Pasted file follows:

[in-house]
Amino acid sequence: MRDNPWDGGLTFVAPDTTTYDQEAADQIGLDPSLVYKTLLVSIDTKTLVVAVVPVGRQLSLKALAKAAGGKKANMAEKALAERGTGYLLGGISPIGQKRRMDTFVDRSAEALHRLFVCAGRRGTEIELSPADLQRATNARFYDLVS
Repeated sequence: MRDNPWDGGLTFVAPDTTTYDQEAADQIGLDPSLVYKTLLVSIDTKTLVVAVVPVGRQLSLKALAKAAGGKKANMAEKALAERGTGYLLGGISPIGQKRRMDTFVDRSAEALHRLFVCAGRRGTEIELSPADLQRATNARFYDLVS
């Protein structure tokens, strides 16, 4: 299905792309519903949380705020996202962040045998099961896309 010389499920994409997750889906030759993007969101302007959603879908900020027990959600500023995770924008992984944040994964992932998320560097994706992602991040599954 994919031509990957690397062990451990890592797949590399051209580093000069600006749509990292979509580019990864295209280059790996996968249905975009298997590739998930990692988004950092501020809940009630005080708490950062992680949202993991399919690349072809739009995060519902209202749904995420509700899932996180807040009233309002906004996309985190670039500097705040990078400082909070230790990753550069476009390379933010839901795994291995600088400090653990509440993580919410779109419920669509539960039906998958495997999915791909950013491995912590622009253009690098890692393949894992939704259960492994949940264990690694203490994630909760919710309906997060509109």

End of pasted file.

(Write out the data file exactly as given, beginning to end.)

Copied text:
[in-house]
Amino acid sequence: MRDNPWDGGLTFVAPDTTTYDQEAADQIGLDPSLVYKTLLVSIDTKTLVVAVVPVGRQLSLKALAKAAGGKKANMAEKALAERGTGYLLGGISPIGQKRRMDTFVDRSAEALHRLFVCAGRRGTEIELSPADLQRATNARFYDLVS
Repeated sequence: MRDNPWDGGLTFVAPDTTTYDQEAADQIGLDPSLVYKTLLVSIDTKTLVVAVVPVGRQLSLKALAKAAGGKKANMAEKALAERGTGYLLGGISPIGQKRRMDTFVDRSAEALHRLFVCAGRRGTEIELSPADLQRATNARFYDLVS
């Protein structure tokens, strides 16, 4: 299905792309519903949380705020996202962040045998099961896309 010389499920994409997750889906030759993007969101302007959603879908900020027990959600500023995770924008992984944040994964992932998320560097994706992602991040599954 994919031509990957690397062990451990890592797949590399051209580093000069600006749509990292979509580019990864295209280059790996996968249905975009298997590739998930990692988004950092501020809940009630005080708490950062992680949202993991399919690349072809739009995060519902209202749904995420509700899932996180807040009233309002906004996309985190670039500097705040990078400082909070230790990753550069476009390379933010839901795994291995600088400090653990509440993580919410779109419920669509539960039906998958495997999915791909950013491995912590622009253009690098890692393949894992939704259960492994949940264990690694203490994630909760919710309906997060509109």